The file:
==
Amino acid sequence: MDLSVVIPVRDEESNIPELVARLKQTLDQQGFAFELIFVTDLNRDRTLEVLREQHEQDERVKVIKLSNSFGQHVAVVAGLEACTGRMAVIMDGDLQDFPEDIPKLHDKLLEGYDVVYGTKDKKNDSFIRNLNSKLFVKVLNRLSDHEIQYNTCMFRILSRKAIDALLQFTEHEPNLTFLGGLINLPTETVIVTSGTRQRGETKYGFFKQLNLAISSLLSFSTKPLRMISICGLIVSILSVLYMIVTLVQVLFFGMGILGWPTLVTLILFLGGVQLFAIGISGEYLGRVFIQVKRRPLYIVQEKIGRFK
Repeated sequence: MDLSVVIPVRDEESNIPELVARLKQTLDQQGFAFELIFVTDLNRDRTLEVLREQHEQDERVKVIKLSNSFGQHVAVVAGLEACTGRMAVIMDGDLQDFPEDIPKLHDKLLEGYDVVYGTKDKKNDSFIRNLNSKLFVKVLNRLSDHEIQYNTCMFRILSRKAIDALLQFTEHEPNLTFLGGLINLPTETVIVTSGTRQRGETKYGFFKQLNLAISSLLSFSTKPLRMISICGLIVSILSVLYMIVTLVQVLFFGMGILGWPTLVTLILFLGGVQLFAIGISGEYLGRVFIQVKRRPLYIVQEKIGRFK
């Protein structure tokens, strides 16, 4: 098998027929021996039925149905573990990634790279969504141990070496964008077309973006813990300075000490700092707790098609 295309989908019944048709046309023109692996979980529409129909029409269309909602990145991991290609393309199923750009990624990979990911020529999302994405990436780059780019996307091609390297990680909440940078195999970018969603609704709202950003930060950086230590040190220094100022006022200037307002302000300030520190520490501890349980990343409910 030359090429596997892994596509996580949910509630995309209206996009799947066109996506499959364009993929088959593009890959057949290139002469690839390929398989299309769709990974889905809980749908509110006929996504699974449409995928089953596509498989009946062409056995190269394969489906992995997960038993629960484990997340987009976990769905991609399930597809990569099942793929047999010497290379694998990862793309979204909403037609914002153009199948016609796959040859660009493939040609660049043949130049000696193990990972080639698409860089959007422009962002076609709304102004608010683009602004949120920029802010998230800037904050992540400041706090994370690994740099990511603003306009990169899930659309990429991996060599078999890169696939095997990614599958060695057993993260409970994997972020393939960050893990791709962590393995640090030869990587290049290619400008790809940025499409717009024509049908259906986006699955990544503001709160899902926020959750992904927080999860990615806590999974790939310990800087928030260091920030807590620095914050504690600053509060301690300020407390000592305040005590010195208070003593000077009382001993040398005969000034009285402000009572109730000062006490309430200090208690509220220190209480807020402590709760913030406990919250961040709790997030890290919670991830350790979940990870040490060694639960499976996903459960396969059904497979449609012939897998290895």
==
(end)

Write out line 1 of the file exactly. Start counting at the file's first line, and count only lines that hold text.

Amino acid sequence: MDLSVVIPVRDEESNIPELVARLKQTLDQQGFAFELIFVTDLNRDRTLEVLREQHEQDERVKVIKLSNSFGQHVAVVAGLEACTGRMAVIMDGDLQDFPEDIPKLHDKLLEGYDVVYGTKDKKNDSFIRNLNSKLFVKVLNRLSDHEIQYNTCMFRILSRKAIDALLQFTEHEPNLTFLGGLINLPTETVIVTSGTRQRGETKYGFFKQLNLAISSLLSFSTKPLRMISICGLIVSILSVLYMIVTLVQVLFFGMGILGWPTLVTLILFLGGVQLFAIGISGEYLGRVFIQVKRRPLYIVQEKIGRFK